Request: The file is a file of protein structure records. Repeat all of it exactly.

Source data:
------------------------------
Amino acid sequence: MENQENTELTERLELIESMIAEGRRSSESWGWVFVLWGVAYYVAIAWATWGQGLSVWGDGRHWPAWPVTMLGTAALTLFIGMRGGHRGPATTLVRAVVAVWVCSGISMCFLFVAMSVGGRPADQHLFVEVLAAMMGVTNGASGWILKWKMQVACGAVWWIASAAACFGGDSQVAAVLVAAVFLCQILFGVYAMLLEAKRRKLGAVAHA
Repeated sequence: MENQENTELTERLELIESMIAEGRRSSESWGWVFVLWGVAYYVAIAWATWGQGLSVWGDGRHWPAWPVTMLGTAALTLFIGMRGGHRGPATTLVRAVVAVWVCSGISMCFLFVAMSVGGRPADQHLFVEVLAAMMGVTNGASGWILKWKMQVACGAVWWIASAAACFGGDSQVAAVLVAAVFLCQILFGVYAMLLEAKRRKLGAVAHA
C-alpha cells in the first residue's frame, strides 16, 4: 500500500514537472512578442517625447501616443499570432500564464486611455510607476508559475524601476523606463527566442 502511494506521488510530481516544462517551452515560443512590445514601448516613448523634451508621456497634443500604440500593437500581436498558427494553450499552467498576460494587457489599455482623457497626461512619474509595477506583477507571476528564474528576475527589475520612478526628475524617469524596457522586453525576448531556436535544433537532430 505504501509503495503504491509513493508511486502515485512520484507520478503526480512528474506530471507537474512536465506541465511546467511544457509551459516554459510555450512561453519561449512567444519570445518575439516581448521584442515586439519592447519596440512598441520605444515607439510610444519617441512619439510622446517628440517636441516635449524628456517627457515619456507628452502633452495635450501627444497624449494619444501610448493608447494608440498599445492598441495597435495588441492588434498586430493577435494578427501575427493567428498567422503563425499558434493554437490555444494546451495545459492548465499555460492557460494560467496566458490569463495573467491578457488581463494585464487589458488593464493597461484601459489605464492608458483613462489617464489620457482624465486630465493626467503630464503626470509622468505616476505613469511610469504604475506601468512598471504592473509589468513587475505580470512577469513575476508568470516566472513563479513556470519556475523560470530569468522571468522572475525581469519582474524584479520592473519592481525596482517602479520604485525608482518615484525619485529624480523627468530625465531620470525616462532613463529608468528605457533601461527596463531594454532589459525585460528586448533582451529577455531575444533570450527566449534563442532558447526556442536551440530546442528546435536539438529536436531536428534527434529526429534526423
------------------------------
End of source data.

Amino acid sequence: MENQENTELTERLELIESMIAEGRRSSESWGWVFVLWGVAYYVAIAWATWGQGLSVWGDGRHWPAWPVTMLGTAALTLFIGMRGGHRGPATTLVRAVVAVWVCSGISMCFLFVAMSVGGRPADQHLFVEVLAAMMGVTNGASGWILKWKMQVACGAVWWIASAAACFGGDSQVAAVLVAAVFLCQILFGVYAMLLEAKRRKLGAVAHA
Repeated sequence: MENQENTELTERLELIESMIAEGRRSSESWGWVFVLWGVAYYVAIAWATWGQGLSVWGDGRHWPAWPVTMLGTAALTLFIGMRGGHRGPATTLVRAVVAVWVCSGISMCFLFVAMSVGGRPADQHLFVEVLAAMMGVTNGASGWILKWKMQVACGAVWWIASAAACFGGDSQVAAVLVAAVFLCQILFGVYAMLLEAKRRKLGAVAHA
C-alpha cells in the first residue's frame, strides 16, 4: 500500500514537472512578442517625447501616443499570432500564464486611455510607476508559475524601476523606463527566442 502511494506521488510530481516544462517551452515560443512590445514601448516613448523634451508621456497634443500604440500593437500581436498558427494553450499552467498576460494587457489599455482623457497626461512619474509595477506583477507571476528564474528576475527589475520612478526628475524617469524596457522586453525576448531556436535544433537532430 505504501509503495503504491509513493508511486502515485512520484507520478503526480512528474506530471507537474512536465506541465511546467511544457509551459516554459510555450512561453519561449512567444519570445518575439516581448521584442515586439519592447519596440512598441520605444515607439510610444519617441512619439510622446517628440517636441516635449524628456517627457515619456507628452502633452495635450501627444497624449494619444501610448493608447494608440498599445492598441495597435495588441492588434498586430493577435494578427501575427493567428498567422503563425499558434493554437490555444494546451495545459492548465499555460492557460494560467496566458490569463495573467491578457488581463494585464487589458488593464493597461484601459489605464492608458483613462489617464489620457482624465486630465493626467503630464503626470509622468505616476505613469511610469504604475506601468512598471504592473509589468513587475505580470512577469513575476508568470516566472513563479513556470519556475523560470530569468522571468522572475525581469519582474524584479520592473519592481525596482517602479520604485525608482518615484525619485529624480523627468530625465531620470525616462532613463529608468528605457533601461527596463531594454532589459525585460528586448533582451529577455531575444533570450527566449534563442532558447526556442536551440530546442528546435536539438529536436531536428534527434529526429534526423